Sunday, September 12, 2010

Stimulus more or less? A failure not being acknowledged. PART 1

The economic impact of fiscal stimulus isn’t a partisan issue. Nor should partisan leanings be the criteria for defining stimulus.

“Stimulus more or less?” is a question because there is a question of whether the thing our politicians call “stimulus” was more or less than a stimulus. Also, there’s a question about whether we need more “stimulus.” Finally there is the question of how THE “stimulus” failed, or put differently, what’s the “right” criteria by which to judge the recent stimulus efforts. That’s the subject of this posting and a theme that runs through any discussion of the topic, although many discussions don’t make their criteria explicit.

So many people have asked for an assessment of the stimulus efforts that it deserves a posting. Generally, when the response is given face-to-face, a thought-out response disappoints the questioner. They are really asking a different question. They want a partisan answer. As soon as one defines the stimulus as starting with almost $200 bil in tax rebates during 2008, their disappointment is palpable.

Here’s a guide to discussions of the issue. It applies whether verbal or in the media, and unfortunately, it surfaces in articles that misrepresent themselves as economic analysis. If one takes only a single thing away from this posting, let it be this: if someone dismisses the Bush rebates as irrelevant to the issue, don’t take them serious, at least not as it relates to an assessment of fiscal stimulus. That’s true regardless of whatever smokescreen they throw up to justify it. Bush, Obama, two Congresses and the Fed have endorsed stimulus packages.

For those who value economists’ opinions, PART 2 of this posting will cite an article reporting on a survey. That will be followed by an analysis of an assessment by a couple of economists. That will be PART 3 and 4. It won’t be a report or summary of the analysis. Rather, it will be a discussion of it. It will include a link because the article is worth reading and quite readable. PART 5 will cite an example of media coverage of the same analysis of the impact of the stimulus. Despite major criticism of the coverage, the example cited is worth reading. PART 6 will return to the stimulus itself, and it is a perfect illustration of why it failed as a stimulus.

Before proceeding, let’s address the right criteria for judging whether the stimulus succeeded. This is very hard to do without introducing one’s own judgments about what is right. Fortunately in this case one can avoid that risk. Every part of the fiscal stimulus was introduced with a definition of what it was supposed to accomplish. Without any doubt, each “stimulus,” (e.g., Bush tax rebates or the Obama American Restoration and Recovery Act (ARRA)) failed by its own definition of success. Further, their failures were far more than just politicians over-promising.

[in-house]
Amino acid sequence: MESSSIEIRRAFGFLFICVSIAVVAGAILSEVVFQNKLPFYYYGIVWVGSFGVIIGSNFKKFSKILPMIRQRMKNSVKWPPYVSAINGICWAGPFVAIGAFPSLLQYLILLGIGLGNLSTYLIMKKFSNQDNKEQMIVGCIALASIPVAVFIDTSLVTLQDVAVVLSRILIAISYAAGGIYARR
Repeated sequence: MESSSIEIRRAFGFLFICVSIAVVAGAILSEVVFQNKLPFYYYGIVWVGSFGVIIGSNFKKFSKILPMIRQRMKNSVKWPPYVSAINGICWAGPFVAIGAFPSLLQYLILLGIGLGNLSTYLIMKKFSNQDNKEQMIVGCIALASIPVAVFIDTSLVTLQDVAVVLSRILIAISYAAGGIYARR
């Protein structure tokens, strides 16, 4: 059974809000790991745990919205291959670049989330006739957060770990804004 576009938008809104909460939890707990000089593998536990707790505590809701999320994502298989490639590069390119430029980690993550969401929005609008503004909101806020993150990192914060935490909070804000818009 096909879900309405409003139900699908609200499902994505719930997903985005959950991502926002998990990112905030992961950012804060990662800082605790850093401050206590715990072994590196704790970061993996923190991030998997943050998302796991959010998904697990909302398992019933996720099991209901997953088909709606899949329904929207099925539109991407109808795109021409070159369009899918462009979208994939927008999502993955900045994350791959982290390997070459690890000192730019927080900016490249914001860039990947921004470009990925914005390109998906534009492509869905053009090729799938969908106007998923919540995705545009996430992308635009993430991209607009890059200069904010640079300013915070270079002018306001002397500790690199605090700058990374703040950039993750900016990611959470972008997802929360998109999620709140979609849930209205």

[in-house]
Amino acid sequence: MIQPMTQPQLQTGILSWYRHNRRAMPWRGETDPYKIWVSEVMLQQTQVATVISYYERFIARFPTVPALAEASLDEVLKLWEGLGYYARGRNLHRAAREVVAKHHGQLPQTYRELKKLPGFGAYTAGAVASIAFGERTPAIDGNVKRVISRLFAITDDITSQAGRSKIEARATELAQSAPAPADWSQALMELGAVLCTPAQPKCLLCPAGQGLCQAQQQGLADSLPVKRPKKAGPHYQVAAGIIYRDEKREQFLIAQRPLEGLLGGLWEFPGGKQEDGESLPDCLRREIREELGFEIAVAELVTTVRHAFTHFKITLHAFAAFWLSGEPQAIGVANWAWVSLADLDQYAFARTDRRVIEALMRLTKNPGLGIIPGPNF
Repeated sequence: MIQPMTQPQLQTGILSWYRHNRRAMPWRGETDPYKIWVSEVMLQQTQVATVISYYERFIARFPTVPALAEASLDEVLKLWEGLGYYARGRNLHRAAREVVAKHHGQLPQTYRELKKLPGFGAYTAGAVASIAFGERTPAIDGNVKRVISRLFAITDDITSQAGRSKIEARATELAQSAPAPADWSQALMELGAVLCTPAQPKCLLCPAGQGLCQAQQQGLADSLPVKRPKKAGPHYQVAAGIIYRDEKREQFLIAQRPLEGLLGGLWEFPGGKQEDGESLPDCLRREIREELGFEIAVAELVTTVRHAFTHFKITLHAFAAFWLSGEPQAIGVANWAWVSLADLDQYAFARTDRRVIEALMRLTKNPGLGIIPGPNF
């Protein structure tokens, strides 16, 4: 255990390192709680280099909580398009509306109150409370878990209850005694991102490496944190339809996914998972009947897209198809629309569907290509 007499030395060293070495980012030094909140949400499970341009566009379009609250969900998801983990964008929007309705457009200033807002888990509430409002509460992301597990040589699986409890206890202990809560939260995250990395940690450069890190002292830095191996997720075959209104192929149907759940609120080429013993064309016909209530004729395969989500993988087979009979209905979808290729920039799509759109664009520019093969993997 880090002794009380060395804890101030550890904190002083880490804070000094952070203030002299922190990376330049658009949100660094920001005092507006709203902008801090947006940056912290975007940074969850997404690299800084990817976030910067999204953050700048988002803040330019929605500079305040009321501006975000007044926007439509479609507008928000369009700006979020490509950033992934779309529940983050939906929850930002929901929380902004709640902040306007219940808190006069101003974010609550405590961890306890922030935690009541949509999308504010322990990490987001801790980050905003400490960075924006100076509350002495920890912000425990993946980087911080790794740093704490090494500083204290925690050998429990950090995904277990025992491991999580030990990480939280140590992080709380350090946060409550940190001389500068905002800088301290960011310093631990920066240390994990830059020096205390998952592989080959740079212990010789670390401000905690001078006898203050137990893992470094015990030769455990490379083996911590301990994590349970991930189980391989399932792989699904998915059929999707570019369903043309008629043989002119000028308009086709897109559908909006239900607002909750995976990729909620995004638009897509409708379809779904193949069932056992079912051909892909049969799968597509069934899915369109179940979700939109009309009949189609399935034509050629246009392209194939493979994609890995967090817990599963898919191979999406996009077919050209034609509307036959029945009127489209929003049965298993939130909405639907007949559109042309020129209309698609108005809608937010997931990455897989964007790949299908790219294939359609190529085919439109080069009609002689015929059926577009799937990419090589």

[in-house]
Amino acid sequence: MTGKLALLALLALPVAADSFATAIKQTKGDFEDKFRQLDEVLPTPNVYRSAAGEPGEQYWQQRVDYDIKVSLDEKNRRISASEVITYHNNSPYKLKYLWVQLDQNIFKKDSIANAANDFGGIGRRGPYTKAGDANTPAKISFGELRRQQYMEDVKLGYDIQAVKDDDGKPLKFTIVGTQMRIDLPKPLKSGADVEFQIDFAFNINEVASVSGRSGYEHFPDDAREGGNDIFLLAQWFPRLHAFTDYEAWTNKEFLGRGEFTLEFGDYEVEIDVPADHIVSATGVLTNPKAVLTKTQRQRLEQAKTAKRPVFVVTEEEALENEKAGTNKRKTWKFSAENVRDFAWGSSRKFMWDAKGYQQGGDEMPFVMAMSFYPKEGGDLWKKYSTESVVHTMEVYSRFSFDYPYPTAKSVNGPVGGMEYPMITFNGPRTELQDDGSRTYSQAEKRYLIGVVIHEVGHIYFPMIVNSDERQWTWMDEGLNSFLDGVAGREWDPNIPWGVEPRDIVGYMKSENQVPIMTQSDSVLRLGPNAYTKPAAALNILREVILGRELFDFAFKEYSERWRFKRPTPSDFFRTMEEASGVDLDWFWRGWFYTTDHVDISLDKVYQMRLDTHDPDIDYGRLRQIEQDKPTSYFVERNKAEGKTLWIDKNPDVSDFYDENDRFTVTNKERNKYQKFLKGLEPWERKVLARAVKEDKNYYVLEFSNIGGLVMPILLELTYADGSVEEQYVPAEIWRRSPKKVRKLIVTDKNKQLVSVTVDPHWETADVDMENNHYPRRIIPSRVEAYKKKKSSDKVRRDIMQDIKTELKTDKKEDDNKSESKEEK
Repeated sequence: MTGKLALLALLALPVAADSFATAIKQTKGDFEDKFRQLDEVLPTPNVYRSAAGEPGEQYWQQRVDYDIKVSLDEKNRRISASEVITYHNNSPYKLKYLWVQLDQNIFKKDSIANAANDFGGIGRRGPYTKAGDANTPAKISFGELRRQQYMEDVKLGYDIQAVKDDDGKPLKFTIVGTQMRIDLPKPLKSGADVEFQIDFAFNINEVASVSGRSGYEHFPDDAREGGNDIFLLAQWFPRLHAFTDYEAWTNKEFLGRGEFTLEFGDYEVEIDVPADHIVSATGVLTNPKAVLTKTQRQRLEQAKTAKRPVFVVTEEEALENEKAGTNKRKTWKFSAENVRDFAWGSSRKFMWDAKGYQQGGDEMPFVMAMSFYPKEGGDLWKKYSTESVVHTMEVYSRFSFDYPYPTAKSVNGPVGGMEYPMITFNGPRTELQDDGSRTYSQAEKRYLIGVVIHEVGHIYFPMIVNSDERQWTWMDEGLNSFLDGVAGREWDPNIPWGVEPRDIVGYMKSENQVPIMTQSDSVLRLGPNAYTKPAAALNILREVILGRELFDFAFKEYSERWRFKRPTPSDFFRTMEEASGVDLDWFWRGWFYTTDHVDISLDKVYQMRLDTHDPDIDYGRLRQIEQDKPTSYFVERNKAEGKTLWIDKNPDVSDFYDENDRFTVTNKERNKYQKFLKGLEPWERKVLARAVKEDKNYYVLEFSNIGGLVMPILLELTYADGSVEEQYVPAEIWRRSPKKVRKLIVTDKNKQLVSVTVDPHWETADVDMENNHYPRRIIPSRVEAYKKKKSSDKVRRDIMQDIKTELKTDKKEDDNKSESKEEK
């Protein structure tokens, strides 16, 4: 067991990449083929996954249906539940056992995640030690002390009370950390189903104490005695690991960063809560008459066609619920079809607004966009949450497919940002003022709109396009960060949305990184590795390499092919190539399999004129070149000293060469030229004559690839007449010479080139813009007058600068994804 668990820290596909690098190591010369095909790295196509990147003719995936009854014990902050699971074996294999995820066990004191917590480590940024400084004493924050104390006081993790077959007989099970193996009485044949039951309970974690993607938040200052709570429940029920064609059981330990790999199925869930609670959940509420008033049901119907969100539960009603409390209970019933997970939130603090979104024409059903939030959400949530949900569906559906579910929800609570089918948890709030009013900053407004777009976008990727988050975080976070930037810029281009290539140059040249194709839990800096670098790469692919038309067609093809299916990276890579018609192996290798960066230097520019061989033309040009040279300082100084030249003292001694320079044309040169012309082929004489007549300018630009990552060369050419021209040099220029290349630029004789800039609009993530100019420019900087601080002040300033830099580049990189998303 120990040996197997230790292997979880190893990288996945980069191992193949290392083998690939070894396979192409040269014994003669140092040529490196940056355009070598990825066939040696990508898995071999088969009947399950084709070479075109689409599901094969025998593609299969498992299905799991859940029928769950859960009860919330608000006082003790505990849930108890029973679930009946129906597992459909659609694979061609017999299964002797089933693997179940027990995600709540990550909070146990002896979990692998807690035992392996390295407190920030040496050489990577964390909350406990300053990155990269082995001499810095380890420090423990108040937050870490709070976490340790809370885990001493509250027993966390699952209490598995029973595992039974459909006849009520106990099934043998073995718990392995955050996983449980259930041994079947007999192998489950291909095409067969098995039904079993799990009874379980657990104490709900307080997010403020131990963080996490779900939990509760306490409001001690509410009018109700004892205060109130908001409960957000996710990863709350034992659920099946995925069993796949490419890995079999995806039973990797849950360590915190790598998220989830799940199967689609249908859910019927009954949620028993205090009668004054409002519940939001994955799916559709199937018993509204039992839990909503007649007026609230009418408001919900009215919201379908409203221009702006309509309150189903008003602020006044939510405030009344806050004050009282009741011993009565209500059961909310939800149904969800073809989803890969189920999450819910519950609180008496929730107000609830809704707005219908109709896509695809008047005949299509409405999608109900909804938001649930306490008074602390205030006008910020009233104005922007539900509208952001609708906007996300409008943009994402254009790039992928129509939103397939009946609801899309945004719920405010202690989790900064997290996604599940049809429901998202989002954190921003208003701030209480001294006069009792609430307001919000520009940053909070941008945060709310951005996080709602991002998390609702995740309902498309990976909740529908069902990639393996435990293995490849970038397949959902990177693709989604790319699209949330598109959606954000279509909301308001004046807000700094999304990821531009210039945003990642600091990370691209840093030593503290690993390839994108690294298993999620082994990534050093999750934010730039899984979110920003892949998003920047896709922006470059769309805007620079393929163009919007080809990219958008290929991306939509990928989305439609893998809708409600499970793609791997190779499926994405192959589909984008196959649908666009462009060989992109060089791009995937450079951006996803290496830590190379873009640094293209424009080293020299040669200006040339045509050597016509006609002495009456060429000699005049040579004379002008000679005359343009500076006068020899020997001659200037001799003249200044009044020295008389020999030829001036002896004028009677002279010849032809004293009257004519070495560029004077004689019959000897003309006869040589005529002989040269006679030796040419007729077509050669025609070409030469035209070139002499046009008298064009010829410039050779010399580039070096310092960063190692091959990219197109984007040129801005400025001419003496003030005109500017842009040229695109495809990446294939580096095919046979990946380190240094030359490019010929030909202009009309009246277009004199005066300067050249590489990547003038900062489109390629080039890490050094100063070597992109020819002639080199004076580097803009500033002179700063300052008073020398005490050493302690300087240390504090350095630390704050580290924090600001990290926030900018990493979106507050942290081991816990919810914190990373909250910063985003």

If one needs proof of how bad the failures were, watch the scramble to redefine success. This too is far more than just politicians and economists changing their criteria. One of the most absurd efforts to change the goalposts is the effort to define the failure of the ARRA as being that there was a forecast of its impact. Deconstruct the implications of the failure of ARRA to keep unemployment under 8% and one starts to appreciate why the policy failed. The most important lesson to learn from that failure isn’t, “don’t forecast.” It is, don’t propose a solution if you are only going to use the “crisis” to accomplish some different objective. “Don’t waste a good crisis” may be good politics, but it can lead to failed economic policy.

While discussing criteria it is worth noting that one doesn’t even hear mention of the three T’s (Targeted, Timely and Temporary) that were initially used to define a good stimulus. As criteria they were abandoned long ago. But, when they were, there wasn’t an explicit definition of new criteria.

One final point before proceeding, two indicators of just how pathetically the stimulus efforts failed are the continued speculation about a double dip and the number of people who believe we are headed into another great depression. Now, the Hedged Economist believes the chances of either are slim. But, the very fact that they are still possible, or even still on the table for discussion, is a failure of the stimulus efforts. Clearly, by any definition, one objective of the stimulus was to avoid a double dip and eliminate the possibility of a great depression.

Other indications of the failure will be noted in subsequent parts of this discussion. It failed by many criteria, not just its own.

The reader shouldn’t interpret this to mean the stimulus efforts were either wrong or bad. That would be a misinterpretation of objectivity. They had an economic impact. However, if one can’t look at the failure of previous efforts or even acknowledge that they failed based on their own criteria, it is highly doubtful future stimulus efforts will succeed.

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